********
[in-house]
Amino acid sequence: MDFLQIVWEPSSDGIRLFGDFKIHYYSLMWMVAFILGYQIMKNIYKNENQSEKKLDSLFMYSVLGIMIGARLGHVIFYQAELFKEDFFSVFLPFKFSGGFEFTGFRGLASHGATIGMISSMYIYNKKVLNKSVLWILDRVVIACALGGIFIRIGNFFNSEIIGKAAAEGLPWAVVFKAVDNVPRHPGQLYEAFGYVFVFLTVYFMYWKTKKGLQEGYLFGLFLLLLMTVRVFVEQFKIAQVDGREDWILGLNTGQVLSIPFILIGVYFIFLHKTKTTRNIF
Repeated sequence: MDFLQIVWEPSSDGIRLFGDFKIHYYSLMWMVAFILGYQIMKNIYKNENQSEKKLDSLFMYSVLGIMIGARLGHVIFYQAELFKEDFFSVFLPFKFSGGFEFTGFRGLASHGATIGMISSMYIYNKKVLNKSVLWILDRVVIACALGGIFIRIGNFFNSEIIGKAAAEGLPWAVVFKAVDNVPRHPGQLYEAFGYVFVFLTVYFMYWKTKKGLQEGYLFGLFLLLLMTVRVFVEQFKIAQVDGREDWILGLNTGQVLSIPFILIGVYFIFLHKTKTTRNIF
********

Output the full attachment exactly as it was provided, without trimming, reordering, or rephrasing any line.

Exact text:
[in-house]
Amino acid sequence: MDFLQIVWEPSSDGIRLFGDFKIHYYSLMWMVAFILGYQIMKNIYKNENQSEKKLDSLFMYSVLGIMIGARLGHVIFYQAELFKEDFFSVFLPFKFSGGFEFTGFRGLASHGATIGMISSMYIYNKKVLNKSVLWILDRVVIACALGGIFIRIGNFFNSEIIGKAAAEGLPWAVVFKAVDNVPRHPGQLYEAFGYVFVFLTVYFMYWKTKKGLQEGYLFGLFLLLLMTVRVFVEQFKIAQVDGREDWILGLNTGQVLSIPFILIGVYFIFLHKTKTTRNIF
Repeated sequence: MDFLQIVWEPSSDGIRLFGDFKIHYYSLMWMVAFILGYQIMKNIYKNENQSEKKLDSLFMYSVLGIMIGARLGHVIFYQAELFKEDFFSVFLPFKFSGGFEFTGFRGLASHGATIGMISSMYIYNKKVLNKSVLWILDRVVIACALGGIFIRIGNFFNSEIIGKAAAEGLPWAVVFKAVDNVPRHPGQLYEAFGYVFVFLTVYFMYWKTKKGLQEGYLFGLFLLLLMTVRVFVEQFKIAQVDGREDWILGLNTGQVLSIPFILIGVYFIFLHKTKTTRNIF